Colonel Edward Ansell of Rigby Hall, Bromsgrove, wanted to move to Sutton. He was a wealthy man, a Birmingham alderman and owner of Ansell’s Brewery, and in 1903 he bought Moor Hall.
Moor Hall, with its Regency frontage and fine portico, was vacant at the time, and a correspondent wrote to a newspaper with an account of his visit there. “Father Frank”, as he signed himself, wrote that “some of the rooms are large, but have the air of antiquity hanging about them” and he saw an old oak chair in another room described as Bishop Vesey’s chair - Bishop Vesey, Sutton’s great benefactor, built Moor Hall for himself in 1527. Father Frank knew that the hall was to be sold and the contents auctioned, mentioning the owner as H.C.Hackett, and hoped that many of the antiques would be bought locally. There was a library, where he claimed to have seen a book published in 1452 (printing was invented in 1450), and an old oak-cased grandfather clock made by Fisher of Sutton Coldfield. He saw a pump in the kitchen where the water was collected in an old font said to have been removed from the parish church when Bishop Vesey made his improvements there. Father Frank went on to bemoan the spread of residential development over the green fields of Sutton.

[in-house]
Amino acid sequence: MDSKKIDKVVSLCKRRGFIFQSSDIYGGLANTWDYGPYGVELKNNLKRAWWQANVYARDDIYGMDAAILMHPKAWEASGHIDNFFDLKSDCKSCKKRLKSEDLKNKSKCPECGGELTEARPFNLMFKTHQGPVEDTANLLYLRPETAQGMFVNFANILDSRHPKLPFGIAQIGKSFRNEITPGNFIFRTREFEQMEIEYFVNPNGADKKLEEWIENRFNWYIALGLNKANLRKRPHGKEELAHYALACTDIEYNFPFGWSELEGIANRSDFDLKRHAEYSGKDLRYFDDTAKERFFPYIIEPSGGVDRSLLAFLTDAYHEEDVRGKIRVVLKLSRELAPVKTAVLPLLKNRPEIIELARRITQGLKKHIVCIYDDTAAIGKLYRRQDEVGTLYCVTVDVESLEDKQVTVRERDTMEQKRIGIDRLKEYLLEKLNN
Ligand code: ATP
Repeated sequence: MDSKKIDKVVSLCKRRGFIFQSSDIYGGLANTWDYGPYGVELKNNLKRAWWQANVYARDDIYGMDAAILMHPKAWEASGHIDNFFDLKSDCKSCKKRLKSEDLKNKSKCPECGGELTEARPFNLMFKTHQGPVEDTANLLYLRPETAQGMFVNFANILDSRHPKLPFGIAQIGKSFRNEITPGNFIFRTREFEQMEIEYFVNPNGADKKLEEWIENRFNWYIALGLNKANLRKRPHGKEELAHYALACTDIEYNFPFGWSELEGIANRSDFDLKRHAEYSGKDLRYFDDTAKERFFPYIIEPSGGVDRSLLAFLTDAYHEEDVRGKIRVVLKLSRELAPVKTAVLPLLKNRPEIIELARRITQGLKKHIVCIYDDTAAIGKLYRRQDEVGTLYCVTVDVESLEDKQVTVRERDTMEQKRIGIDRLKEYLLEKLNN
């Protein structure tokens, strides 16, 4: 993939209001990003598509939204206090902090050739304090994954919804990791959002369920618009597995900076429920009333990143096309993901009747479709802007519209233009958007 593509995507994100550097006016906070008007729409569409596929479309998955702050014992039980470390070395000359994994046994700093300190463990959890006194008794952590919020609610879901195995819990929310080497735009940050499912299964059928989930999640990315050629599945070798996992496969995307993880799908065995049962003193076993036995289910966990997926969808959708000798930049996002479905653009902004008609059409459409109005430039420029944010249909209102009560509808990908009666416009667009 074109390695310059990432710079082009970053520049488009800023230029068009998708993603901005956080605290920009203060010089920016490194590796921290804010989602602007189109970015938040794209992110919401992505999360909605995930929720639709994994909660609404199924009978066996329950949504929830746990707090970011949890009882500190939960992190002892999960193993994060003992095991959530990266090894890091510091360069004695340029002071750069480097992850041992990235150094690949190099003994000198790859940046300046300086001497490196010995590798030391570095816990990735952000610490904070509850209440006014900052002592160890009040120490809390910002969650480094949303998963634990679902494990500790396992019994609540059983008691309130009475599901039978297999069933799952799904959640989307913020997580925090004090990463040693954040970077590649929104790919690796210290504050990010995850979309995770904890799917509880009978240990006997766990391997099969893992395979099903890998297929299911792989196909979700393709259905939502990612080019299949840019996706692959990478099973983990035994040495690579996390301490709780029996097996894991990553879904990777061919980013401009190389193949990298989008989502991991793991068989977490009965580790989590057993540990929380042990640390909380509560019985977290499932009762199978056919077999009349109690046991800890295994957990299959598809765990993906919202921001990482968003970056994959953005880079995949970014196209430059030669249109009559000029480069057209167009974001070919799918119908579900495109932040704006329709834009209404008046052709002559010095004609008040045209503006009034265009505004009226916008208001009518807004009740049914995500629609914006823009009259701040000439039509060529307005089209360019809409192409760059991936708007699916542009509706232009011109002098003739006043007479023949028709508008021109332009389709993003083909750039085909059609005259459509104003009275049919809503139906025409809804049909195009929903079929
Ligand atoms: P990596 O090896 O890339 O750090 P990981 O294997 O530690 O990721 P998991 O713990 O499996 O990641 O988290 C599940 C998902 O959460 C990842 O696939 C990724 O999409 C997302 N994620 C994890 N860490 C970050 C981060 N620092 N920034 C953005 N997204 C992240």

Alderman Ansell demolished the old hall and erected the present building, now Moor Hall Hotel, where he lived with his wife, two of his grown-up children and ten servants. His neighbour at Ashfurlong Hall was Colonel Joseph Henry Wilkinson, chairman of a wholesale drapery company, who was proud of his grounds, employing fourteen gardeners. At the auction of Moor Hall in 1904 Wilkinson admired the portico, with its pillars of the classical Ionic order, and arranged to have it removed to Ashfurlong to adorn his gardens. The portico forms part of the garden room built by Wilkinson, which is now a listed building described as an Ionic Pavilion.